The Uniting for Peace Resolution, in paragraph 11, directed the CMC to “study and make a report . . . on methods . . . which might be used to maintain and strengthen international peace and security in accordance with the Principles and Purposes of the Charter, taking account of collective self-defense and regional arrangements”.
The United States response to the recommendation in the Uniting for Peace Resolution that Member States maintain United Nations units in their national forces made express reference to the North Atlantic Treaty. Our response included the statement that the Treaty comes within the framework of the United Nations, and that the United States forces in Europe maintained in furtherance of the Treaty could in appropriate circumstances, pursuant to the Treaty and the Charter, participate in collective military measures in the North Atlantic Area in support of United Nations action. The United Kingdom and France, as well as other NATO members, followed a similar pattern in their responses.
The CMC devoted considerable attention to the general relationships between regional and collective self-defense arrangements and the United Nations and the Report discussed these relationships in paragraph 10 of Chapter 1, paragraphs 161 and 164 in Chapter III, and paragraphs 182–195 inclusive in Chapter 4. The proposed Resolution deals with this subject in the sixth paragraph of the Preamble and the sixth operative paragraph. The effect of the Resolution is to recommend to States Members of the United Nations and also members of regional or self-defense arrangements or agencies that they [Page 675]take into account the views set forth in the Report of the CMC. This recommendation states also that Members of such arrangements or agencies take account of how and to what extent such arrangements or agencies can make a valuable contribution to the collective security system of the United Nations within the scope of their authority.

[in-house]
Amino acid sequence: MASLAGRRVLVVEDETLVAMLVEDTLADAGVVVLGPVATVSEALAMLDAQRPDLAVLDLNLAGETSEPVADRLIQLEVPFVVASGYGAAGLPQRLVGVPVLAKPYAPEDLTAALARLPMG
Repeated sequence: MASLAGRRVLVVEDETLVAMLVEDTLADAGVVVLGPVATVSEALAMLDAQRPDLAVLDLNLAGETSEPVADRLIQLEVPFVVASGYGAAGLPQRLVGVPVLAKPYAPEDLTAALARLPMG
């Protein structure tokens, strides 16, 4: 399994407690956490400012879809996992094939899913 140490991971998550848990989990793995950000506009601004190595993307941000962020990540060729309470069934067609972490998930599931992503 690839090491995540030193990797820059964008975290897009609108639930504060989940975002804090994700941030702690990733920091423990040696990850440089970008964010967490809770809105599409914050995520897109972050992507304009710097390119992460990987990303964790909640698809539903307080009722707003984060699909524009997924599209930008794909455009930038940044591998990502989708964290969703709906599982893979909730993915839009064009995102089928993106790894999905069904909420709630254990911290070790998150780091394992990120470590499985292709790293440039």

G. Panel of Military Experts
Paragraph 10 of the Uniting for Peace Resolution provides for the creation of a Panel of Military Experts who could be made available to Member States upon their request to give technical advice regarding the organization, training, and equipment of military units. These experts can make a valuable contribution to the maintenance of national elements made available for United Nations service. The Resolution calls upon the Secretary General to appoint as soon as possible the panel so that it can be made available to States who may desire technical advice.
H. Non-Member Participation in Collective Measures
The Collective Measures Committee Report has emphasized the principle that United Nations collective action to be most effective should be as nearly universal as possible. Contributions to and support of United Nations collective measures should come from the maximum number of States, including those which are not Members of the United Nations. In the Korean collective action, contributions have been accepted from both Members and non-members. Furthermore, in order to reinforce international peace and security, the Collective Measures Committee Report makes various recommendations for additional preparatory steps that all States, including non-members, should take. These recommendations are included in the text of the resolution. Therefore, by including a specific reference to the contribution that non-members can make to United Nations collective measures, a step will have been taken toward laying the foundation for the universal application of collective action in the event of future aggression.